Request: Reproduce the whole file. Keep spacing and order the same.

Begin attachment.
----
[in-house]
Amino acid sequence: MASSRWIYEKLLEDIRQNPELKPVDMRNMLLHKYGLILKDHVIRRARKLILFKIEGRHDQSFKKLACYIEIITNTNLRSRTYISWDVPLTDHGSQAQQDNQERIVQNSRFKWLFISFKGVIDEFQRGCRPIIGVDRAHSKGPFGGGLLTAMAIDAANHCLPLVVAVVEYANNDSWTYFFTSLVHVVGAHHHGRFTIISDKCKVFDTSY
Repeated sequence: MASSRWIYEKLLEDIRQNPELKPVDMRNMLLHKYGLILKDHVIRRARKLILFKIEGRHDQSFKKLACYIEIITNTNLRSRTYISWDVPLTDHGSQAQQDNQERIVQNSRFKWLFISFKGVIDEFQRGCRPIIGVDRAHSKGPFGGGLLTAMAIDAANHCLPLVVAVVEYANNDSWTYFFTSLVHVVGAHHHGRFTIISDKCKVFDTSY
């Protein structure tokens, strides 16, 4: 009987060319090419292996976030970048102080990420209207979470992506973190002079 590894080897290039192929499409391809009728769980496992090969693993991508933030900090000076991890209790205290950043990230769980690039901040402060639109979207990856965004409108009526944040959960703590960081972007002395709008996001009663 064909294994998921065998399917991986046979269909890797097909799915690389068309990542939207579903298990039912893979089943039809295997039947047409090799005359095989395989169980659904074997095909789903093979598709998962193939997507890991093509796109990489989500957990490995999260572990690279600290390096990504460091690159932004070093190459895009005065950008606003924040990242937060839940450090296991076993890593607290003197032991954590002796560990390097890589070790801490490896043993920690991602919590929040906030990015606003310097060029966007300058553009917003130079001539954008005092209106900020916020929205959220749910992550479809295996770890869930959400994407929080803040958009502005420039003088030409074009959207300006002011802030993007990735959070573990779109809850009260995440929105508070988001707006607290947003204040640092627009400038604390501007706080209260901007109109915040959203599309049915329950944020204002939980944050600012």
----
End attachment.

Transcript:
[in-house]
Amino acid sequence: MASSRWIYEKLLEDIRQNPELKPVDMRNMLLHKYGLILKDHVIRRARKLILFKIEGRHDQSFKKLACYIEIITNTNLRSRTYISWDVPLTDHGSQAQQDNQERIVQNSRFKWLFISFKGVIDEFQRGCRPIIGVDRAHSKGPFGGGLLTAMAIDAANHCLPLVVAVVEYANNDSWTYFFTSLVHVVGAHHHGRFTIISDKCKVFDTSY
Repeated sequence: MASSRWIYEKLLEDIRQNPELKPVDMRNMLLHKYGLILKDHVIRRARKLILFKIEGRHDQSFKKLACYIEIITNTNLRSRTYISWDVPLTDHGSQAQQDNQERIVQNSRFKWLFISFKGVIDEFQRGCRPIIGVDRAHSKGPFGGGLLTAMAIDAANHCLPLVVAVVEYANNDSWTYFFTSLVHVVGAHHHGRFTIISDKCKVFDTSY
């Protein structure tokens, strides 16, 4: 009987060319090419292996976030970048102080990420209207979470992506973190002079 590894080897290039192929499409391809009728769980496992090969693993991508933030900090000076991890209790205290950043990230769980690039901040402060639109979207990856965004409108009526944040959960703590960081972007002395709008996001009663 064909294994998921065998399917991986046979269909890797097909799915690389068309990542939207579903298990039912893979089943039809295997039947047409090799005359095989395989169980659904074997095909789903093979598709998962193939997507890991093509796109990489989500957990490995999260572990690279600290390096990504460091690159932004070093190459895009005065950008606003924040990242937060839940450090296991076993890593607290003197032991954590002796560990390097890589070790801490490896043993920690991602919590929040906030990015606003310097060029966007300058553009917003130079001539954008005092209106900020916020929205959220749910992550479809295996770890869930959400994407929080803040958009502005420039003088030409074009959207300006002011802030993007990735959070573990779109809850009260995440929105508070988001707006607290947003204040640092627009400038604390501007706080209260901007109109915040959203599309049915329950944020204002939980944050600012």